Mississippi River Delta: an Overview

James Coleman, Harry Roberts, Gregory Stone
Plat e 1. The Mississippi River delta covers an a rea of -30,000 km 2 a nd its coasta l wetla nds compris e 41% of those in th e United St ates. Over geologic ti me major relocat ions of t he Mississip pi's course have resulted in five Holocene delt a complexes and a sixth one is in a n ea rly stage of developmen t as a product of th e lat est Atchafalaya River diver sion. ABSTRACT _ COLE MAN, J .M.; ROBE RTS, H .H., a nd ST ONE , G.W., 1998. Mississippi River Delt a : a n Overv iew. Journa l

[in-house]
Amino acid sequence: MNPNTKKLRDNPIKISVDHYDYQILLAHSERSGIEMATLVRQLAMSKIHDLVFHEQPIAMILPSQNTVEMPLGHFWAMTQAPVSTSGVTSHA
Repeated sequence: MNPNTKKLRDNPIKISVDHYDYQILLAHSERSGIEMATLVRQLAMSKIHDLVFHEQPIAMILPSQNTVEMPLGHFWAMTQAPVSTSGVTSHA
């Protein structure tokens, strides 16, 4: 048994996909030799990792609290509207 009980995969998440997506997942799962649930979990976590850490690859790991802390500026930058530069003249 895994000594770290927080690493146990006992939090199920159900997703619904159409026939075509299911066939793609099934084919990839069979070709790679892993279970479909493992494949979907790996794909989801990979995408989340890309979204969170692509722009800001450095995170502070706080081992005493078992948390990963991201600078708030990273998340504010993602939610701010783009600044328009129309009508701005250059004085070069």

more » ... Coasta l Research, 14(3 ), 698-716. Royal Palm Bea ch (Florida), ISSN 0749 -0208. Over t he last cen tury, the riv er -domin ated Mississippi delt a has received increasing attention from geoscient ists, biologist s, enginee rs, a nd env iron mental pla n ner s becau se of t he importance of th e riv er and it s deltaic environ men ts to t he economic well-b ein g of t he st ate of Loui sia na and t he nat ion. Popula t ion gr owt h, subs urface re source extraction , and increased land-wat er use have plac ed demands on the delt a's natural geologic, biologic, and che mical systems, t herefore modifying the time and spa t ial scales of natural processes within the delta a nd its lower a lluvial va lley . As a result , the combined effects of natural an d human-induced pro cesse s, such as subs idence, eu static se a level ri se, sa lt water intrusion, and wetl and loss, have produ ced a dyna micall y cha ngi ng landscap e and socioeconomic fra mework for th is complex delt a . Under natu ral conditions, the fu ndament a l cha nges th at result in land-building a nd land loss in the Holocen e Mississipp i River delt a pla in a re rooted in t he sys temat ic diversion of water and sediment associa te d wit h majo r shifts in th e river 's cours e-the process of delt a swi tchi ng. Research over the la st half cent ury has shown that major relocations of th e Mississipp i's course have res ulted in five Hol ocen e del ta compl exes a nd a sixt h one in an ea rly stage of development as a produ ct of the latest Atcha fal aya River diversion . Collect ively, t hese Holocene delt as hav e produ ced a delt a plain t ha t cover s an area of -30,000 km-and accou nts for 41% of the coast a l wetl ands in the Un ite d States. After a river diver sion t akes pla ce, t he r esul ting delta evolves th rough a systemati c a nd se mipredictable set of stages gene ra lly cha racte rized by: (a) ra pid progr ad a t ion wit h in creasing-to-st abl e disch a rge, (b) rela tive stability durin g initial stages of wa ning discharge, (c) aba ndon men t by t he ri ver in favor of a higher gradie nt course to the receiving ba sin , and (d) ma rine reworki ng of a se dime n t-starved delt a as it un der goes pr ogr essive su bmergence by the combine d processes of subs idence. Delt a switch ing has t aken place every 1000 to 2000 ye ars duri ng Holocene times, and resulting deltas have a n average th ickne ss of approxi mately 35 m. Within a single delt a t here a re subdelt as , bayfills, a nd cre vasse-splays that have hi gher frequ ency delt a cycles ra ngi ng from several hundred year s to a few decad es. Th ese deposit ional featur es a re usu all y less than 10 m thick, a nd some ha ve produ ced ma rshla nd areas of over 300 krn -. The net result of these delta-building events is a low-lyin g la ndscap e wit h com pone nts that are cha nging (building and deteriorating ) at differ ent rates. Geologica lly, the se depositi on al cycles produ ce a th ick accu mulation of coarsening, up wa rd delt aic depo sit s th at have va r ious thi cknesses in re sponse t o developm en t on a variety of tempora l a nd spa t ial sca les. In th is river-domina te d delt a system, distributaries can pro gr ad e se a ward at rates of over 100 m/year . The cum ulat ive effect of t he Holocene depository has been to depress the u nd er lying Pl eist ocene surface . In a local setting, e.g., the modern Bali ze Lobe, differ ential load ing causes t he vertica l displ acem ent of u nd erl yin g clay-rich facies (shale dia pir s-mu dlumps ). The delt a front of th is lobe, which has progr ad ed into deep wa t er of the outer continental she lf, is cha ra cteri zed by ra pid deposition of silt -a nd clay-rich sedime nts a nd slope inst ab ility, wh ich resul ts in sea wa r d disp lacem ent of sedi me nts by a variety of mass-m ovemen t processes. Sup erimpose d on t he natural processes a nd forms of the Mississip pi delt a ic plai n a nd its associated es tua rine env ironme nts , are huma n im pacts, most of which have been imp osed in this century. Th e mos t signi fica nt impacts have resu lt ed from a decr ease in se dime nt inp ut to the river from its t rib utaries a nd the a lte ration of t he river 's natural se diment disp er sal process es through t he construction of levees. Measu res a re now being taken to rei nstate some of t he delt a's natural processes, th ereby mit igating landloss so that declin e in animal a nd plan t producti vity can be mitigat ed. ADDITIONAL INDEX WORDS: Mississippi Ri ver delta , delta cycle, progradation, subsidence, shoreline change.